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Julie Bove[_2_] Julie Bove[_2_] is offline
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Default Byerly's Wild Rice Soup

"Oregonian Haruspex" > wrote in message
> On 2014-12-17 20:21:27 +0000, Julie Bove said:
>> "Brooklyn1" > wrote in message
>> ...
>>> On Tue, 16 Dec 2014 22:09:21 -0600, Sqwertz >
>>> wrote:
>>>> On Tue, 16 Dec 2014 12:46:45 -0800, Oregonian Haruspex wrote:
>>>>> She took the photo last night so here we go!
>>>> See how that's written? "2 cups COOKED wild rice".
>>>> That recipe was written correctly. But as it gets poassed through the
>>>> grapevine it's gets all mangled by idiots. That's a real peeve of
>>>> mine (can you tell?).
>>> "2 cups COOKED wild rice" means exactly the same as "2 cups wild rice,
>>> cooked". Like most people the dwarf hasn't a clue about comma usage.
>>> Truth is either is culinarily incorrect, wild rice is best cooked in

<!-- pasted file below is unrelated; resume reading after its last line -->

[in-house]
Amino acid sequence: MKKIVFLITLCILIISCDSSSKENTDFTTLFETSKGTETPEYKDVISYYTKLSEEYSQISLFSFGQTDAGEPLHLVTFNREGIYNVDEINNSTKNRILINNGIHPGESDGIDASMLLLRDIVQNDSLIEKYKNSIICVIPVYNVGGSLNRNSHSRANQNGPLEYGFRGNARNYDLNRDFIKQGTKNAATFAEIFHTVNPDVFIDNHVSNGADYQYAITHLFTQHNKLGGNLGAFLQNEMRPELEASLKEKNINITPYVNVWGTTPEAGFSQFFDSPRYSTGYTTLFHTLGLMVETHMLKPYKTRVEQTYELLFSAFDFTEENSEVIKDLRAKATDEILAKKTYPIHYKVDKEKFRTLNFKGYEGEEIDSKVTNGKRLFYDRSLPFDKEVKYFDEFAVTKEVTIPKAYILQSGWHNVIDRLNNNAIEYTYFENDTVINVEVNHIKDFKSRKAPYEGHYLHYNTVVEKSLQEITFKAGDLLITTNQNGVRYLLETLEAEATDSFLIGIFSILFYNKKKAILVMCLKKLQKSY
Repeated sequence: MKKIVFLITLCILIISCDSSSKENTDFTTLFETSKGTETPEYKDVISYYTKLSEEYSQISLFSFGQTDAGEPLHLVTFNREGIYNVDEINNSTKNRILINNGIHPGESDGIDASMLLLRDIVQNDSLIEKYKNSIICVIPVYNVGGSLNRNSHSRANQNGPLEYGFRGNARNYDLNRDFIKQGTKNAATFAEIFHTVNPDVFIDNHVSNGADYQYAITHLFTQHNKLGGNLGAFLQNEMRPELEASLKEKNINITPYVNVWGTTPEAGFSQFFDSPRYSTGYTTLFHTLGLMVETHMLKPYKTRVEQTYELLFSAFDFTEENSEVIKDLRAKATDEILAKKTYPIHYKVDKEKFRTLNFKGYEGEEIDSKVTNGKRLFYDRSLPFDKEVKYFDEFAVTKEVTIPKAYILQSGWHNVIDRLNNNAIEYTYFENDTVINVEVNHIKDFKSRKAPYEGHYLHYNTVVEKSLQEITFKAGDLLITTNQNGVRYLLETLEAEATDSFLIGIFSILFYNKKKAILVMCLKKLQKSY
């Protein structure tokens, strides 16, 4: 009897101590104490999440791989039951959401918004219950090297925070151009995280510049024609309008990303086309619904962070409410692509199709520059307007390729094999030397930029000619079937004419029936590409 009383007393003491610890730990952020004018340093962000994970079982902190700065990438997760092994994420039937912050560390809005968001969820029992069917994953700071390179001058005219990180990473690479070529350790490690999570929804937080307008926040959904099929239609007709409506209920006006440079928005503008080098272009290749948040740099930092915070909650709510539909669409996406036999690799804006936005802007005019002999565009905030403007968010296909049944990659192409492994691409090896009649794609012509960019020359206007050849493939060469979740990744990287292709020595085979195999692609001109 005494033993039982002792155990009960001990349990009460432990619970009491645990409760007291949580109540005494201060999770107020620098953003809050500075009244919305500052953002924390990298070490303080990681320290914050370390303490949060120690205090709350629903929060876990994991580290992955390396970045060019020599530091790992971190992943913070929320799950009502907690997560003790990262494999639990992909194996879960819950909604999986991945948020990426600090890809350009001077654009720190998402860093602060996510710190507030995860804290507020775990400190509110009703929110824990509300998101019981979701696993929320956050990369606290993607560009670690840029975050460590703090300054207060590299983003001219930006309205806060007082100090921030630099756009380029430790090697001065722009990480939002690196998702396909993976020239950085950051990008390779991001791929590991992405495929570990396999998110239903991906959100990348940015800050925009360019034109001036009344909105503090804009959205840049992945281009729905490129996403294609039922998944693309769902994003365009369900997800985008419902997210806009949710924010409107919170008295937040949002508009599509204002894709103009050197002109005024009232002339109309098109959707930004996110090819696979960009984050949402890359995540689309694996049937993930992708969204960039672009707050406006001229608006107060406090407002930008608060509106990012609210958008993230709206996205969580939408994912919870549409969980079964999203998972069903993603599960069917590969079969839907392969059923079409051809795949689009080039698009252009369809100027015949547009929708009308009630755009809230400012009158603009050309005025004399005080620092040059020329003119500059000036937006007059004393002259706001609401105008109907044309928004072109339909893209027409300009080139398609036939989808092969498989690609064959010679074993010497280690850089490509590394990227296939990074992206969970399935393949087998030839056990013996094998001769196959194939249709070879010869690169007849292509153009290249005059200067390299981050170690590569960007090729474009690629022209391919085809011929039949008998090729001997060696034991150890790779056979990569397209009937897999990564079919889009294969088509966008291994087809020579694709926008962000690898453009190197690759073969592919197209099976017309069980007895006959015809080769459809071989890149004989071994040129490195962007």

>>> the soup... but first I toast wild rice in a dry pan.

>> No it doesn't, Sheldon. Go back to cooking 101.

> Please tell me the difference between these then:
> 1 medium chopped onion
> 1 medium onion, chopped
> Most people would agree that they are identical in meaning. One has to
> also penetrate into the meaning of a recipe in order to be successful.
> Some recipes lack certain information that is vital, others advocate
> treatments that would result in underdone, overdone, flavorless, or
> overly-seasoned food. Sometimes this isn't even the fault of the recipe
> writer. A recipe written in Denver could easily fail at sea level.

That's the same because it's a medium onion. But 2 cups of something
uncooked is not usually the same as 2 cups of something that has already
been cooked. If you take 2 cups of raw wild rice and cook it, the end
result will be 6-8 cups of rice. So if the recipe is written as 2 cups,
cooked...then it means 2 cups of raw rice, cooked. But if it says 2 cooked
cups of wild rice then it means 2 cups of rice after it has been cooked.
That's just basic knowledge.


I do.